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Traffic is everyone’s problem

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Customarily, this page is not in the business of prognostication, but we'll venture that anyone who travels in the vicinity of a 2002 Winter Games venue beginning Feb. 9 will encounter an unprecedented amount of traffic. But then, that's like predicting the sun will rise tomorrow. Utahns and visitors alike are just going to have to cope with the onslaught as roadways such as I-80 fill to capacity.

That said, there are several ways to mitigate the impacts. Utahns should take public transportation or carpool and arrange work schedule to avoid peak travel periods. They should plan to leave downtown Salt Lake no later than 3 p.m. Travel should be scheduled around Games event schedules, workers should telecommute or, if possible, stay home.

At the very least, Utahns should avail themselves of the various guides, interactive tools and media campaigns designed to help drivers cope with Olympic traffic and avoid obvious bottlenecks. As transportation organizers caution: Know before you go.

Another certainty is there will be no wiggle room for people who make a late start for their respective Games destinations. Considering congested roads, parking, shuttle rides, walking and security checkpoints, reaching one's seat at a venue could take four hours from the time one leaves home. Add a nasty snowstorm to the mix and the journey will be substantially longer.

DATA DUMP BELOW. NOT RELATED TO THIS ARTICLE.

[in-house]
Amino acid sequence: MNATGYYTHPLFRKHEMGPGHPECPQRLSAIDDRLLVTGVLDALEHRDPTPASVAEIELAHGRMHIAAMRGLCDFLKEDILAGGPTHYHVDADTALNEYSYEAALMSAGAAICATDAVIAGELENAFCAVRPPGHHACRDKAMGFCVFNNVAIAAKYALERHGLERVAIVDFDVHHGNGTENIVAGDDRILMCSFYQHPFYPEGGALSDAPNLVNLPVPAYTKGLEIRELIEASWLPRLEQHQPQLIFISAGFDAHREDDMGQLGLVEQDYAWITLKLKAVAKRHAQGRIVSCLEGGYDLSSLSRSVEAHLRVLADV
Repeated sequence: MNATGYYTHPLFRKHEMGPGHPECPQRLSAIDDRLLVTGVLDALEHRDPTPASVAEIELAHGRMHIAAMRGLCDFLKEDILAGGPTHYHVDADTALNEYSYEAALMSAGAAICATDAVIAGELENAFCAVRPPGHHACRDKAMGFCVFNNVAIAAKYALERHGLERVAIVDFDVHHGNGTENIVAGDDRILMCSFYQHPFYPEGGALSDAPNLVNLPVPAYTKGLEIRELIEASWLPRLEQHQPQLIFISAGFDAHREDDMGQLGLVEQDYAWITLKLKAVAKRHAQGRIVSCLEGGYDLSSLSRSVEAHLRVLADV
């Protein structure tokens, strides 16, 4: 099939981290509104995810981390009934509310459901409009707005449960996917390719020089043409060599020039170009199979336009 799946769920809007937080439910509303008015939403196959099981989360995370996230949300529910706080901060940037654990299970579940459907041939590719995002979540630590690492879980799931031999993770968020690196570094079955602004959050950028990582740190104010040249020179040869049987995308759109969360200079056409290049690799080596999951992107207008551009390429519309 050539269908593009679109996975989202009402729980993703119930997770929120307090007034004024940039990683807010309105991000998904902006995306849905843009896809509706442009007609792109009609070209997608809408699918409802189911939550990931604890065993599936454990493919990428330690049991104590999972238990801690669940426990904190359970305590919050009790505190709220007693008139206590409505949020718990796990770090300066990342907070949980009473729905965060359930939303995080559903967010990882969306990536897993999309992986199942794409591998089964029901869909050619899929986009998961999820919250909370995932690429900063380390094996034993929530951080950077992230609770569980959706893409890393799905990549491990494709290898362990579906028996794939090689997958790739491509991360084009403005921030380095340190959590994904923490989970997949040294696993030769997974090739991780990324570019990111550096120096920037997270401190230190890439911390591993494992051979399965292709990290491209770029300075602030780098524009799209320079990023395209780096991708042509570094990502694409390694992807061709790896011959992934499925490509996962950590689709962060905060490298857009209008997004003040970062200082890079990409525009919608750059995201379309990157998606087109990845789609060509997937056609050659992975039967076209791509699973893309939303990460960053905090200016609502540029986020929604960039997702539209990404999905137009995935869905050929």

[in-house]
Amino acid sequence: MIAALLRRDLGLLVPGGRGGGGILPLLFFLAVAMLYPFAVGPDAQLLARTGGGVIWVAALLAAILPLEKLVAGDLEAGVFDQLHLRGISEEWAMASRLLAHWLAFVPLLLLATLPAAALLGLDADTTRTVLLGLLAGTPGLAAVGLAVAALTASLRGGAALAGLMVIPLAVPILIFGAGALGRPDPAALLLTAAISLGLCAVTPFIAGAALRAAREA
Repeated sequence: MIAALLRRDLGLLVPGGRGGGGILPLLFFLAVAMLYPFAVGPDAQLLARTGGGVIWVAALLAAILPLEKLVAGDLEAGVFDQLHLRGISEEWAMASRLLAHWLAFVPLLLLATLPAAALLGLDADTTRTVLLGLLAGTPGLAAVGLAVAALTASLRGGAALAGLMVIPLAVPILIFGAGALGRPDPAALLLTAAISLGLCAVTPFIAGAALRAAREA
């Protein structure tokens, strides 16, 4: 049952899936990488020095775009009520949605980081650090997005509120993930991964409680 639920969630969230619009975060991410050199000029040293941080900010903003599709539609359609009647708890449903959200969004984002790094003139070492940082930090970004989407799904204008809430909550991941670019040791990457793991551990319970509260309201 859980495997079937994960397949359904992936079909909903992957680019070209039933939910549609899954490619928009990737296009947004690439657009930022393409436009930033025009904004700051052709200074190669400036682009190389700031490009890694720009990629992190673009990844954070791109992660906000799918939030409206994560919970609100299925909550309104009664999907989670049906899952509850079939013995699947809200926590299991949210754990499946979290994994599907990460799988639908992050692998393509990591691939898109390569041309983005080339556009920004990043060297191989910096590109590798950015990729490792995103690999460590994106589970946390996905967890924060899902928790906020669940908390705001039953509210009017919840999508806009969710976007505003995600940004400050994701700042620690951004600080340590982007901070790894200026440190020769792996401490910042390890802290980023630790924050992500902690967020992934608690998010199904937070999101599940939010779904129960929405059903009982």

We strongly encourage people with event tickets to take free public transit when it's available. If they insist on driving, they should carpool and be patient. Another option is the Mountain Venue Express, a service that requires a 24-hour advance reservation and costs $20.

Whether attending the Games or trying to avoid the crush around the venues, people should regularly check www.utahcommuterlink.com or phone 511.

Most importantly, Utahns and Games visitors need to arm themselves with a sense of humor. There will be some inconveniences, but there should be some solace in knowing that many others will share the plight. Utahns in particular should try to be courteous and keep in mind that many people sharing Utah roadways will be visitors who are unfamiliar with the landscape.

This page is confident that if Utahns avail themselves to good information and act accordingly, the Beehive State can do a smashing job of hosting the Winter Games. This truly is a once-in-a-lifetime opportunity, and Utahns would do well to make the most of it.